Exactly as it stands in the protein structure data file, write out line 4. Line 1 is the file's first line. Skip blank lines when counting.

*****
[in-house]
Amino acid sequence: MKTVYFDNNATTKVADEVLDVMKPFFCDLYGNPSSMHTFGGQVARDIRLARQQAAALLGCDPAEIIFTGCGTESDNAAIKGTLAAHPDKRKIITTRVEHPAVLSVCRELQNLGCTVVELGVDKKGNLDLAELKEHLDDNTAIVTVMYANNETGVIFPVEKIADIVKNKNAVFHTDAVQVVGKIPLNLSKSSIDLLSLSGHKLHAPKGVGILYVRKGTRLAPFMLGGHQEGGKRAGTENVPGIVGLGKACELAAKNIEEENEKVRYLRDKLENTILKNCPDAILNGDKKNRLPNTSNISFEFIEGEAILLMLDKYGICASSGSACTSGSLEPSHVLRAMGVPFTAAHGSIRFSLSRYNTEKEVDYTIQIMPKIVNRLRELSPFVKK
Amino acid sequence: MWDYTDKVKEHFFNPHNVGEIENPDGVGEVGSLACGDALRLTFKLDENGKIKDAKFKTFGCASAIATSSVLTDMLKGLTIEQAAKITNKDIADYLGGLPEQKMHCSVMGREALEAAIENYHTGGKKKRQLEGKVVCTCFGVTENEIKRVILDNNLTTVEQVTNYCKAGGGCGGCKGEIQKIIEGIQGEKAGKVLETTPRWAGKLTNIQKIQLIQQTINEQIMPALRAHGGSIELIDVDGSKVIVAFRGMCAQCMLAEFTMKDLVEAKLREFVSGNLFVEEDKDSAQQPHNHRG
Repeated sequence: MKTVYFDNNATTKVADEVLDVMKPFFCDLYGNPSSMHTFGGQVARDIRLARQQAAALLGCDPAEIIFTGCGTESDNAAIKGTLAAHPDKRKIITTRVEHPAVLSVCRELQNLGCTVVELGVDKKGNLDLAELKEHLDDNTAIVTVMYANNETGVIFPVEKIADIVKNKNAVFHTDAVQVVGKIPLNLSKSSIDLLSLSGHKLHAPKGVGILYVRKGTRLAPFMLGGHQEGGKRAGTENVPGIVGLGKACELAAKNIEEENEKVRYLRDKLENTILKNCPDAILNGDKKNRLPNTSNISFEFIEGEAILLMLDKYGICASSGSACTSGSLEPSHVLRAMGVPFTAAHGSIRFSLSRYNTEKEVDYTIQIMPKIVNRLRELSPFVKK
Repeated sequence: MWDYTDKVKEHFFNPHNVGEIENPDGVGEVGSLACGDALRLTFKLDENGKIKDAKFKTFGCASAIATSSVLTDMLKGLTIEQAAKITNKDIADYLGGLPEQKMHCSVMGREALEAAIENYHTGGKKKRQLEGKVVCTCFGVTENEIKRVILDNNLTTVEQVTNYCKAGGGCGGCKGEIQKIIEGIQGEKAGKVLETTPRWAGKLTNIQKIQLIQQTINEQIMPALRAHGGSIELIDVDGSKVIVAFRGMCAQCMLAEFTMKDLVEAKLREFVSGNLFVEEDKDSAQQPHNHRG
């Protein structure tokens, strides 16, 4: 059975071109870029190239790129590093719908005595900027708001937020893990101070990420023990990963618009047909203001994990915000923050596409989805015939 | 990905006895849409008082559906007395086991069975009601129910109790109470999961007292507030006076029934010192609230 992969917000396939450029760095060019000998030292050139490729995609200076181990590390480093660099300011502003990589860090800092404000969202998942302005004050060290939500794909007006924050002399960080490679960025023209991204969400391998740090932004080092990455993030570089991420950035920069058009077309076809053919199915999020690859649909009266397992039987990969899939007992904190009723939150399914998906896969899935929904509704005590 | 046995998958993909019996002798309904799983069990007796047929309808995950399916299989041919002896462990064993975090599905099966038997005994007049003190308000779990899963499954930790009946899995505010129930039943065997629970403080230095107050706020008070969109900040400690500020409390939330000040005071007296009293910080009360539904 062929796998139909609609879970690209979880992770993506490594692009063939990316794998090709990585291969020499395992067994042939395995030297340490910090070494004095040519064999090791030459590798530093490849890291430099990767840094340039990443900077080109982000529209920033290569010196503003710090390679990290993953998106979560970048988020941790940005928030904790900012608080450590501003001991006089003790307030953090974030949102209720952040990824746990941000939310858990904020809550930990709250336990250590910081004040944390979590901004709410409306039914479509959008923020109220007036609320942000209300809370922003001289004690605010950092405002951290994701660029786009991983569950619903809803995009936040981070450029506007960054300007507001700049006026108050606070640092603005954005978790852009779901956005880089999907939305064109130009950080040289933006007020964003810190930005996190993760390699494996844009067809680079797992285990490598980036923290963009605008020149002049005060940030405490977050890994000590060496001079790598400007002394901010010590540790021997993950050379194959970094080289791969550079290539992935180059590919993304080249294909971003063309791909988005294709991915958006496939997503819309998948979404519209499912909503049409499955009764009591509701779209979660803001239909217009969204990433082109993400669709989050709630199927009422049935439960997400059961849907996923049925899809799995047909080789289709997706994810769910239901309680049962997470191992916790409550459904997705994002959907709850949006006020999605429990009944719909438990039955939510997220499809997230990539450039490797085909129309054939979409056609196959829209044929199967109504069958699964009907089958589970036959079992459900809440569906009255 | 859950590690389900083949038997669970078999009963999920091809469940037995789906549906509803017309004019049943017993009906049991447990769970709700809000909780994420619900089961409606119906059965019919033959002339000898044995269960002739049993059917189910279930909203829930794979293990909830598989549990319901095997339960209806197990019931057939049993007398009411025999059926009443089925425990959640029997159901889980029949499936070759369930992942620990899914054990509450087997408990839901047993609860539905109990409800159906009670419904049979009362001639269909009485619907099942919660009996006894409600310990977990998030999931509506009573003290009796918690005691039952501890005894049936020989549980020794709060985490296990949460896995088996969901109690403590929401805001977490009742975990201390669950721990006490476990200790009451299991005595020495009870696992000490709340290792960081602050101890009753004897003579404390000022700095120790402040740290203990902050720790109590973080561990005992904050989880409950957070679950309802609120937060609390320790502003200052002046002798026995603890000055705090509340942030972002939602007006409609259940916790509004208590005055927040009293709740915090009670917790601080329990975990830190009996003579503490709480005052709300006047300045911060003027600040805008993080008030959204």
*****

Repeated sequence: MKTVYFDNNATTKVADEVLDVMKPFFCDLYGNPSSMHTFGGQVARDIRLARQQAAALLGCDPAEIIFTGCGTESDNAAIKGTLAAHPDKRKIITTRVEHPAVLSVCRELQNLGCTVVELGVDKKGNLDLAELKEHLDDNTAIVTVMYANNETGVIFPVEKIADIVKNKNAVFHTDAVQVVGKIPLNLSKSSIDLLSLSGHKLHAPKGVGILYVRKGTRLAPFMLGGHQEGGKRAGTENVPGIVGLGKACELAAKNIEEENEKVRYLRDKLENTILKNCPDAILNGDKKNRLPNTSNISFEFIEGEAILLMLDKYGICASSGSACTSGSLEPSHVLRAMGVPFTAAHGSIRFSLSRYNTEKEVDYTIQIMPKIVNRLRELSPFVKK